How the Booklets Came into Being

Mors Kochanski

I am particularly attracted to booklets containing concise knowledge that are easily carried in a shirt pocket. I recall making booklets in elementary school mostly based on Ellsworth Jaeger’s book “Wildwood Wisdom”. The first time I brought out such a booklet was at a Junior Forest Wardens national conference in Oyama, BC. There was a competitive rivalry between the Alberta and BC clubs to do something unique and the first booklet had its inauguration. The objective I had in mind was to produce booklets that would be useful to the outdoor education programs in our elementary and high schools and to supplement the information in my own workshops. School-aged children did not seem to have much respect for loose leaf handouts which I often saw being blown about in the wind at some conferences. With the booklets, the first person coming across it would pick it up as a keepsake.

The booklets came into being after “Northern Bushcraft” was published. I found myself giving away copies of the big book rather readily. When I began producing the booklets that sold at a dollar when “Bushcraft” sold at $10.00, I saved a lot of money every time I was inclined to give something away. Those early booklets were made by folding a 11 1/2 by 17 sheet of paper to 2 1/2 by 3 3/4 sized booklet after trimming to give 32 pages. I farmed out the photocopying and I did the folding, stapling and trimming myself. The 32 pages could carry a reasonable amount of information if the text was made small enough. Some complained the text was difficult to read. The booklets sold well but assembling them was quite tedious.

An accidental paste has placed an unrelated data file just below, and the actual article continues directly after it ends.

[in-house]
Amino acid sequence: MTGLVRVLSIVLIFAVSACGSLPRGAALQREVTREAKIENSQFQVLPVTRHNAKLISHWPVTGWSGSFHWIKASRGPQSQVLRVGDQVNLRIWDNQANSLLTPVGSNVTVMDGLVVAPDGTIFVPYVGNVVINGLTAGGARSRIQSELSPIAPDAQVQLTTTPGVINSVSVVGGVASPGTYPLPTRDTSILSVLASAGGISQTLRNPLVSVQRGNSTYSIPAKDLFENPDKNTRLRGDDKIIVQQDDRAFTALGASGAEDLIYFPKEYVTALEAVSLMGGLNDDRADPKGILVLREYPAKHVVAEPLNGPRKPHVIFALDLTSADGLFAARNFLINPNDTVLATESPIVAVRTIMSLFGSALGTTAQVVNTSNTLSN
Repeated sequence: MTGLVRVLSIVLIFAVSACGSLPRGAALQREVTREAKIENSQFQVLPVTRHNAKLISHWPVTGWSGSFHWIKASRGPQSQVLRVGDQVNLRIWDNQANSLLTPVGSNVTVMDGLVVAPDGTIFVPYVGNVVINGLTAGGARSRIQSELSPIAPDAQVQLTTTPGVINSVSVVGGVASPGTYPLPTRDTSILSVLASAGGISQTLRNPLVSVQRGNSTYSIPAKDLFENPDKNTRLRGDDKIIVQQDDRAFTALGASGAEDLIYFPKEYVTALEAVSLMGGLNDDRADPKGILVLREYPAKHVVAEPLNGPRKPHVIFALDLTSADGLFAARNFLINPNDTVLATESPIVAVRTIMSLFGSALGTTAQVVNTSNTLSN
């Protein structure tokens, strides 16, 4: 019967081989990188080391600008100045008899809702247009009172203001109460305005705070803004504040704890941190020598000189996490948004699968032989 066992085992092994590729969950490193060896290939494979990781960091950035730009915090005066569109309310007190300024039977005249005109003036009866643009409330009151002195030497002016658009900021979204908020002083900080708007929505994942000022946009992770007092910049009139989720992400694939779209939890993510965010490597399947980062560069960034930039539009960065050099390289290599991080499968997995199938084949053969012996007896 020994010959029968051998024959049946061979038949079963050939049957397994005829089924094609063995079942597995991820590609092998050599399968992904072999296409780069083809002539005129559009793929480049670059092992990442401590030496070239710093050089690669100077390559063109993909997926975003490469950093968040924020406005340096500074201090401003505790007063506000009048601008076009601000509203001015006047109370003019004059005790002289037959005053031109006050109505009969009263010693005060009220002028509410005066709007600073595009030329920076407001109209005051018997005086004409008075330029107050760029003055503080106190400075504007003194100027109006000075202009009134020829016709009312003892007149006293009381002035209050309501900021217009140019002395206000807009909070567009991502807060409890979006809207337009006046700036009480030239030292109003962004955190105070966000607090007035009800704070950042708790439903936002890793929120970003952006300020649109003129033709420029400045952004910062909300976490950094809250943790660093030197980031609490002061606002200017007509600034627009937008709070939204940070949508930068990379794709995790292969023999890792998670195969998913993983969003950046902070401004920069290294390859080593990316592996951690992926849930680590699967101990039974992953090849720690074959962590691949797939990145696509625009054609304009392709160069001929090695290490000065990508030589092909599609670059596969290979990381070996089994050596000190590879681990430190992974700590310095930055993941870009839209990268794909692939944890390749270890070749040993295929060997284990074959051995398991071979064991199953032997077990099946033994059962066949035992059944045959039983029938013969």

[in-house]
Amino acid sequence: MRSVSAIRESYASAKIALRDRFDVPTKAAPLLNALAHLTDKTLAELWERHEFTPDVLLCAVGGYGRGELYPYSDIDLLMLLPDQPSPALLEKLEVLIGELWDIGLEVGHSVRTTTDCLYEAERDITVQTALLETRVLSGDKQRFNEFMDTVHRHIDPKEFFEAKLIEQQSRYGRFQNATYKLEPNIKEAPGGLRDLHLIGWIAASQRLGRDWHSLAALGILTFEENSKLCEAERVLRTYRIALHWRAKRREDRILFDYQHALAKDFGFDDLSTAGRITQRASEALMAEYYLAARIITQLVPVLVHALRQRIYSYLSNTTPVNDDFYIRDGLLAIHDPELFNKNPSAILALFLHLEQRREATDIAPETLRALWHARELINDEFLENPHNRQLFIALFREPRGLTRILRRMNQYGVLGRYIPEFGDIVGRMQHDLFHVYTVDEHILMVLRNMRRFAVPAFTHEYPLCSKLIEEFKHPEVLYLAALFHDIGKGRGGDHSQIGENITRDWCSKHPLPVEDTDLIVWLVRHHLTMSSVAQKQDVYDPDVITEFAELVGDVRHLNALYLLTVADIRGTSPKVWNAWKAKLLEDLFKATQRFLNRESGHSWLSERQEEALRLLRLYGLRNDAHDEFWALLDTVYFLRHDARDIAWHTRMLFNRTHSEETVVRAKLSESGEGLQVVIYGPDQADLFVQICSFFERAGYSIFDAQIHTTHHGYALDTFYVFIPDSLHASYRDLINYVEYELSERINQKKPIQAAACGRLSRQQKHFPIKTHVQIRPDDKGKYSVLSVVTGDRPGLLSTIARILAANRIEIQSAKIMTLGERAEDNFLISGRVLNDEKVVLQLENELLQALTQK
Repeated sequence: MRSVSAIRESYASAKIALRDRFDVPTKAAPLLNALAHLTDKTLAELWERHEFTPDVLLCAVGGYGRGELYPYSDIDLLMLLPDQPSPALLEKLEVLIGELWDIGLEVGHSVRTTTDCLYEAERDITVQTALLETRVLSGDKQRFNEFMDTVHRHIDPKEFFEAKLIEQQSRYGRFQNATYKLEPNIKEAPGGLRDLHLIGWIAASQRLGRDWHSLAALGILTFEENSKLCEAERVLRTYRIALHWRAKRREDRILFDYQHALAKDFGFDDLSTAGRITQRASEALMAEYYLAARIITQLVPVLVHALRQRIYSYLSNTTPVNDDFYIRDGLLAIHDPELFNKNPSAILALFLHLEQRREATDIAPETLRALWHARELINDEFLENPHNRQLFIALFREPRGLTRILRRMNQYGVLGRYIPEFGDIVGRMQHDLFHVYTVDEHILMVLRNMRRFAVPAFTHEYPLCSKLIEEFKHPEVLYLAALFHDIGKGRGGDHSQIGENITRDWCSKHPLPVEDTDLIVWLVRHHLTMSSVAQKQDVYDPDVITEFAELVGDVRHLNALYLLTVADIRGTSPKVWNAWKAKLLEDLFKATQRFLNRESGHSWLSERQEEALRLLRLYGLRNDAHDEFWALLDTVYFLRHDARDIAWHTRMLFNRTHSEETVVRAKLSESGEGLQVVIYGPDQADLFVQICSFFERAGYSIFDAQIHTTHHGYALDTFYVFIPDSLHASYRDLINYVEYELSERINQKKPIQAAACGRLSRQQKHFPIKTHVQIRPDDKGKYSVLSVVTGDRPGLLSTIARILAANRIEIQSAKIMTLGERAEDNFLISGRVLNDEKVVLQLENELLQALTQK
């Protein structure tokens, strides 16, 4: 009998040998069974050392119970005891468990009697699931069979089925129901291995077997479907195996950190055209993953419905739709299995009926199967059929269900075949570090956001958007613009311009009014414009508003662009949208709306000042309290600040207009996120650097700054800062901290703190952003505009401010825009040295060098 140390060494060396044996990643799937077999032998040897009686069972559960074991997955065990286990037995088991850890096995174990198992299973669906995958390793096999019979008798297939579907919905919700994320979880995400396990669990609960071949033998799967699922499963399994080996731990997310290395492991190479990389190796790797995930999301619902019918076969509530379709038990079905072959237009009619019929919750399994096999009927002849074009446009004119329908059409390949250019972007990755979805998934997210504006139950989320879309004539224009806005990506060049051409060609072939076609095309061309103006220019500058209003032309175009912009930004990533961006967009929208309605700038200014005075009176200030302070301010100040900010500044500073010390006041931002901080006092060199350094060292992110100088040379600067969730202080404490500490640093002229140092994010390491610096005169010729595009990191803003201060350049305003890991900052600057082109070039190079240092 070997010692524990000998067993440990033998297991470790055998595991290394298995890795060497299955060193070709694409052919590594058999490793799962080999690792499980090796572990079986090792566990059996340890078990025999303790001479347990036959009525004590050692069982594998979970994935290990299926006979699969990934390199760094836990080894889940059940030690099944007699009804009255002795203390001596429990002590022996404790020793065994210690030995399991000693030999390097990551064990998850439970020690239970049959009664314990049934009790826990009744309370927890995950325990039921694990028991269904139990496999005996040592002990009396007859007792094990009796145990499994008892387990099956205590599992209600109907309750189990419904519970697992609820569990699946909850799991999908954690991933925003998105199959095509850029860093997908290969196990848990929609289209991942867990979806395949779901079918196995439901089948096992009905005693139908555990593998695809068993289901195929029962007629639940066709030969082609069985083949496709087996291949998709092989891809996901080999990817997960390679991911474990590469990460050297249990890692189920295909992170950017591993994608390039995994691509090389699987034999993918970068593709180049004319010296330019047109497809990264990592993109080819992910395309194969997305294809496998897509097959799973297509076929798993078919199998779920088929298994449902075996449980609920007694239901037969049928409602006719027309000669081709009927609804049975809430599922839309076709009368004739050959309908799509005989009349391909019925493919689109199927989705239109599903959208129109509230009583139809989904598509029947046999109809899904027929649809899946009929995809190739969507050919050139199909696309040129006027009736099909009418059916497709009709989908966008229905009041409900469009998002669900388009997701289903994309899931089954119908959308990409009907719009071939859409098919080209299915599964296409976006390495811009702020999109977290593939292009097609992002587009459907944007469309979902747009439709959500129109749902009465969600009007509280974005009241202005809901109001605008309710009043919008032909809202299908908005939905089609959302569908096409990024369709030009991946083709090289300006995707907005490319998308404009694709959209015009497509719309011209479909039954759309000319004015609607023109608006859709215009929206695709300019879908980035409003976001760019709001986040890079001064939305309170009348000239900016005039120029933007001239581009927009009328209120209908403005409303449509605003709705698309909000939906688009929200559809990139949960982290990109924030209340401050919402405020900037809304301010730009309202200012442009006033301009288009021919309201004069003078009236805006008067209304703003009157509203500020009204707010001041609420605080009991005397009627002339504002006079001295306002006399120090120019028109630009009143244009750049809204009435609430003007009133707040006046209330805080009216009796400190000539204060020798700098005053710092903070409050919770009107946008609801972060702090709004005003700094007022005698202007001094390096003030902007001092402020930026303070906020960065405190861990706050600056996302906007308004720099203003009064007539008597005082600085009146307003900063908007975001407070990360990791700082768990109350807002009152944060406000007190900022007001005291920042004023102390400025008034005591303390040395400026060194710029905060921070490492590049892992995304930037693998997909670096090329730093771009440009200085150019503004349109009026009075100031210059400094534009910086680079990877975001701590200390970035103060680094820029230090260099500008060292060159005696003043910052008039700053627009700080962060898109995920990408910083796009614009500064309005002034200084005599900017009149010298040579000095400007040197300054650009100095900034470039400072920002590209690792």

When the opportunity to commercialize the booklet through Karamat Wilderness Ways came, the larger, more legible format was adopted, and the 32 page size retained, as this is enough to do justice to any topic without straining the attention span to severely.

Ideally, no matter where the booklet is opened there should be a diagram. So far, many of the booklets are survival training manuals and only one is a memory-aid field manual meant to be packed in a survival kit.

The booklets and “Bushcraft”: In fairness to Lone Pine, publisher of “Bushcraft”, in trying to avoid auto-plagiarism and to its readers who could end up paying twice for the same information, “Bushcraft” and the booklets are meant to be independent of each other. In 1987 Lone Pine’s owner Grant Kennedy specifically requested to avoid the use of the term Survival so it was not defined in “Bushcraft”. When Grant Kennedy passed on, the new generation at Lone Pine chose to drop “Northern” from the title and added survival without confering with me. Although about a quarter of “Bushcraft” would be applicable in a survival situation, it was written with everyday living in the pioneering sense in mind. As the author of both “Bushcraft” and the booklets I would say that it supplements the booklets with respect to survival and not the other way around. This is not a big issue but as more booklets on survival are produced this may become more clear.

My writing is specific to the environment with which I am most familiar, primarily the Boreal Wilderness, the winter cold, snow and mosquitoes, where copious firewood for open fires is available.